SPARKLERS / Kindness & friendship

Being A First-Rate Mate!

A habits activity to help Year 7 and 8 tamariki build empathy and learn new friendship skills
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Why we love it

Connecting with others is a fundamental human need – we all need people in our lives we care about, and who care about us too. When we feel connected to others it makes us, and the people we connect to, feel good.

Tikanga tips

Māori tamariki may refer to ‘friends’ as sisters, brothers or whānau. The names don’t matter at all – this activity can include family and whānau relationships based on aroha, manaakitanga and tautoko.

Print and prep!

For this activity you’ll need to order some of our free Habit Stickers, so students can use them to practice and develop new friendship skills.

You'll also need to print a Being A First Rate Mate worksheet for each tamariki.

Kōrero

Discuss what encourages friendships.

  • How do we make friends? What can help?
  • What sorts of things help us look after and strengthen friendships?
  • What sorts of things can damage a friendship?

Thinking about how we can be a good friend can help us be an even better one. Like most things in life, friendship is something we learn as we go and we're not ‘stuck’ as we are now. We can all be better friends!

This doesn’t mean we need to change traits that are likeable e.g. if we’re funny, we can keep being funny, as people love this. But if we use humour to laugh at others expense, this might be something we want to work on.

What to do: Worksheet

Give out the Being A First Rate Mate worksheet and ask students to write a few ideas for each of the four core areas.

Regroup and invite students to share some of their ideas, before moving onto part two, where tamariki will have the opportunity to form a new friendship habit.

What to do: Habit Sticker

Let tamariki know that they'll have the chance to choose a friendship habit to work on.

Why are habits powerful? Forming a habit can help something that initially takes effort, become easier. At first we have to think about it, but before long, we start doing it without thinking. It becomes automatic.

We can form habits to help us achieve goals, and also to connect with people in happy, positive ways. Explain that today they’ll get to choose a friendship or ‘connecting’ habit they’d like to develop.

Talk about what makes a good habit. It’s useful to:

  • focus on one habit at a time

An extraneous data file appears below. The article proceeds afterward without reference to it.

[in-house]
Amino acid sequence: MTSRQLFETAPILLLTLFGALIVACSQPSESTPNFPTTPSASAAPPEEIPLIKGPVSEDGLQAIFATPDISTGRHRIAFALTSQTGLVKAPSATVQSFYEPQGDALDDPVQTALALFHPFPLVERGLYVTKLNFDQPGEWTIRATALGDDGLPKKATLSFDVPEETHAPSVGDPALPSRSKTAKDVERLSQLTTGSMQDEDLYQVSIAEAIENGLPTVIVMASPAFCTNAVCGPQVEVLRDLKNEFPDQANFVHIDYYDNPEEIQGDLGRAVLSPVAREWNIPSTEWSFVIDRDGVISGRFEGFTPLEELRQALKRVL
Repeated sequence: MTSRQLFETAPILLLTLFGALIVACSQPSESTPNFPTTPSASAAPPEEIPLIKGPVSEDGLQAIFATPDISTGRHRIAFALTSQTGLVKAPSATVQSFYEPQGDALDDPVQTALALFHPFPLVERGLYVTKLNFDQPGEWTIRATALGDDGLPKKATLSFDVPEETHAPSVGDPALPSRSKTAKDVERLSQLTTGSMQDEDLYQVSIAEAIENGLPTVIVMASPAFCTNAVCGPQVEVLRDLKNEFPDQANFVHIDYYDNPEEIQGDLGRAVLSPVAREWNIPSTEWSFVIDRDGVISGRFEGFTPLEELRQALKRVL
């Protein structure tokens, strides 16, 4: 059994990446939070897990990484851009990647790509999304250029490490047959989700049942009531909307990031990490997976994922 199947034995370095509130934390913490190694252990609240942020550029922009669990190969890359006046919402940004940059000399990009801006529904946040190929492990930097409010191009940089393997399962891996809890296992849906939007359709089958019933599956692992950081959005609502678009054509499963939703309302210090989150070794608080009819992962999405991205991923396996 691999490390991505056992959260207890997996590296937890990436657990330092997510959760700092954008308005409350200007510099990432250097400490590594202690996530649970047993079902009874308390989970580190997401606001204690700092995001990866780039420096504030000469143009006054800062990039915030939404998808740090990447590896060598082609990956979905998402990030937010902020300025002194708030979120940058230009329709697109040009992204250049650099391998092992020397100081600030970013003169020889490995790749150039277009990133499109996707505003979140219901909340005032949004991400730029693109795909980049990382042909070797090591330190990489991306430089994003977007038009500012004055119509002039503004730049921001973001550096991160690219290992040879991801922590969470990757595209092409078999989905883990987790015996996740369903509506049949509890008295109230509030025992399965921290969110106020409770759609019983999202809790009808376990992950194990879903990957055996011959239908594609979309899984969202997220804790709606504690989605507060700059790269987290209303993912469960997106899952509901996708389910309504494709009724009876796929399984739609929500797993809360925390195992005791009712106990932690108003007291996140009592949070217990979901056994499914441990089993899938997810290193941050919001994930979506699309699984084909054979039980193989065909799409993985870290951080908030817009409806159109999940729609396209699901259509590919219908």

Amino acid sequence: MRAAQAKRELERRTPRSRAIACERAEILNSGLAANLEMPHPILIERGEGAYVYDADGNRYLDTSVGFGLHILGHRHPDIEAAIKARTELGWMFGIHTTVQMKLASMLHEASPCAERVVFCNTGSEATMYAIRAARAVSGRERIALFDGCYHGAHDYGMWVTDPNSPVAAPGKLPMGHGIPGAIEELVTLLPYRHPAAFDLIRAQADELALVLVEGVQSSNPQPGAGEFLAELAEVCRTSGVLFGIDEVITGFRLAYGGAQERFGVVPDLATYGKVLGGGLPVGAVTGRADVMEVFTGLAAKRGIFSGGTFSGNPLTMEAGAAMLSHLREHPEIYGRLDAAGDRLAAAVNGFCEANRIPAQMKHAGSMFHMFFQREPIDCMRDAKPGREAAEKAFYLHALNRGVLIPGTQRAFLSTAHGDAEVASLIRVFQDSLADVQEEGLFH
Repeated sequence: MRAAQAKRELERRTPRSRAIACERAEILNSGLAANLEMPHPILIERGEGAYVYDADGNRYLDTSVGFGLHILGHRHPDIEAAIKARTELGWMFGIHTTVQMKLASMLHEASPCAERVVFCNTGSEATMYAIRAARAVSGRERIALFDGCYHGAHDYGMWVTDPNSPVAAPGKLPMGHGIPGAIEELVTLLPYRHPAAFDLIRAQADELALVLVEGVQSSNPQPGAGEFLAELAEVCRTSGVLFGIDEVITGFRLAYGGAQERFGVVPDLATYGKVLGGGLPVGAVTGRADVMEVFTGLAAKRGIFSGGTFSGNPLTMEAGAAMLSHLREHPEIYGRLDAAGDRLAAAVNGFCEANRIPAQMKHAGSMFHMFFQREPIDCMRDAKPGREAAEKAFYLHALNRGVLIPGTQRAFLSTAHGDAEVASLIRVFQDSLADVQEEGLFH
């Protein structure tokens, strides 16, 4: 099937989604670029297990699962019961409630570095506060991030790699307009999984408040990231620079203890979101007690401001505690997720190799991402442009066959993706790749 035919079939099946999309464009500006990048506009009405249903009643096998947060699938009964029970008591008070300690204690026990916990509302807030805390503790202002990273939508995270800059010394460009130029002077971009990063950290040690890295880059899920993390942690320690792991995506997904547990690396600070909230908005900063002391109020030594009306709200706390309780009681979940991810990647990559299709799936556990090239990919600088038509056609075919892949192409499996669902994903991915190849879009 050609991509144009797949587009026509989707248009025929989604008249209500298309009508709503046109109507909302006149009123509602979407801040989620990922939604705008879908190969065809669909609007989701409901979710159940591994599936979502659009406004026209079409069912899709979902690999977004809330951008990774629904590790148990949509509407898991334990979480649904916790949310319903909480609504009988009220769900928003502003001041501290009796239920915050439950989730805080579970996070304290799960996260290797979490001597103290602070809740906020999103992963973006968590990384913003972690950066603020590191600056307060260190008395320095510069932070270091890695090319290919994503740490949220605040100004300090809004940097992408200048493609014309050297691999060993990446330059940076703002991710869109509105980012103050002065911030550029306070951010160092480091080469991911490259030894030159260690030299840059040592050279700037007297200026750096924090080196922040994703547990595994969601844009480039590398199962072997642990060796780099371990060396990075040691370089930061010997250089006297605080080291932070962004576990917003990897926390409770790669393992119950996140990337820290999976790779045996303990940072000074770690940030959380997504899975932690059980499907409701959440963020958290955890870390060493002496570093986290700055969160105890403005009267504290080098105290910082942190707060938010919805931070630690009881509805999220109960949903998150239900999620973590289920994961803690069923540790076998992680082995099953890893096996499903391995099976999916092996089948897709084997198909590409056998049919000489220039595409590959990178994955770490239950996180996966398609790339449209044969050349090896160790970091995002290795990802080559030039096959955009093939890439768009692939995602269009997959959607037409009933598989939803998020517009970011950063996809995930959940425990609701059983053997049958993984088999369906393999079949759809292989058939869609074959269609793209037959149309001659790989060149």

• go specific, small and manageable, e.g. if you want to...
    • be friendly, your habit could be to say warm hellos and goodbyes.
    • be more easy-going, your habit might be to say “Yes!” to friends' ideas.
    • spread kindness, you could say a compliment or kind word every day.
  • opt for something positive... e.g. choose something you want to do rather than something you want to stop doing (so rather than ‘stop being bossy’ you’d say: ‘Listen and let others make decisions too’).

Give students time to come up with their habit, then ask them to share it with a buddy and check it's: easy, specific and something they want to do (not stop doing).

Once they're happy, give them a Habit Sticker, ask them to write the habit on their sticker and stick it somewhere they'll see it often, e.g. on the front of an exercise book or on their device, so it acts as a reminder.

Encourage them to add a tick each time they complete their habit.

Keep checking in on these – perhaps daily a day for the week – and praise their efforts. New habits can be developed at anytime of the year (or our lives)!

What next?

Sometimes we forget to be kind to ourselves. We can be critical of our appearance and abilities in a way that we wouldn't be to someone else.

Explore this with tamariki by asking:

  • How can we be kinder to ourselves? (self-compassion)
  • What are the worst things we can tell ourselves when we're confused or mess up. Would we say these things to a friend?
  • What are positive things we can tell ourselves instead?
  • If we feel ourselves becoming self-critical, what can we do to shake it off?!

There are great benefits to being kinder to ourselves and being willing to accept mistakes – just as we would to a friend.

You may like to try self compassion meditation exercises with tamariki.

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